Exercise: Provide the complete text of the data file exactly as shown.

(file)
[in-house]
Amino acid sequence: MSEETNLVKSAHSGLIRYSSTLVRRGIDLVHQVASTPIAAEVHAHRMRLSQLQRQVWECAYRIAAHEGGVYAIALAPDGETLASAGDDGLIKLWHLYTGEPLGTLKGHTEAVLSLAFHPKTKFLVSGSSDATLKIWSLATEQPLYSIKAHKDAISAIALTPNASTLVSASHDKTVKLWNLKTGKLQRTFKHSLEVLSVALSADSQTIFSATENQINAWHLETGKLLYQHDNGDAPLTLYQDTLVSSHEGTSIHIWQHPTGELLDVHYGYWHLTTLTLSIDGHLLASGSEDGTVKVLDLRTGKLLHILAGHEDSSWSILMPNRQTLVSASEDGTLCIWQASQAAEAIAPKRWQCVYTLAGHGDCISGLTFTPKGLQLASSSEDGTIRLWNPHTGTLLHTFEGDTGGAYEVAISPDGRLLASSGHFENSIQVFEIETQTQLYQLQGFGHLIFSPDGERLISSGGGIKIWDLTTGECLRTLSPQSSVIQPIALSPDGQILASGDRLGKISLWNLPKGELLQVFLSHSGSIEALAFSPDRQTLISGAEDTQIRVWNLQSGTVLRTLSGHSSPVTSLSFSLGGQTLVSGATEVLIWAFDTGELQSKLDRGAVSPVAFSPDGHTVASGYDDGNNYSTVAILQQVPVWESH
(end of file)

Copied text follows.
[in-house]
Amino acid sequence: MSEETNLVKSAHSGLIRYSSTLVRRGIDLVHQVASTPIAAEVHAHRMRLSQLQRQVWECAYRIAAHEGGVYAIALAPDGETLASAGDDGLIKLWHLYTGEPLGTLKGHTEAVLSLAFHPKTKFLVSGSSDATLKIWSLATEQPLYSIKAHKDAISAIALTPNASTLVSASHDKTVKLWNLKTGKLQRTFKHSLEVLSVALSADSQTIFSATENQINAWHLETGKLLYQHDNGDAPLTLYQDTLVSSHEGTSIHIWQHPTGELLDVHYGYWHLTTLTLSIDGHLLASGSEDGTVKVLDLRTGKLLHILAGHEDSSWSILMPNRQTLVSASEDGTLCIWQASQAAEAIAPKRWQCVYTLAGHGDCISGLTFTPKGLQLASSSEDGTIRLWNPHTGTLLHTFEGDTGGAYEVAISPDGRLLASSGHFENSIQVFEIETQTQLYQLQGFGHLIFSPDGERLISSGGGIKIWDLTTGECLRTLSPQSSVIQPIALSPDGQILASGDRLGKISLWNLPKGELLQVFLSHSGSIEALAFSPDRQTLISGAEDTQIRVWNLQSGTVLRTLSGHSSPVTSLSFSLGGQTLVSGATEVLIWAFDTGELQSKLDRGAVSPVAFSPDGHTVASGYDDGNNYSTVAILQQVPVWESH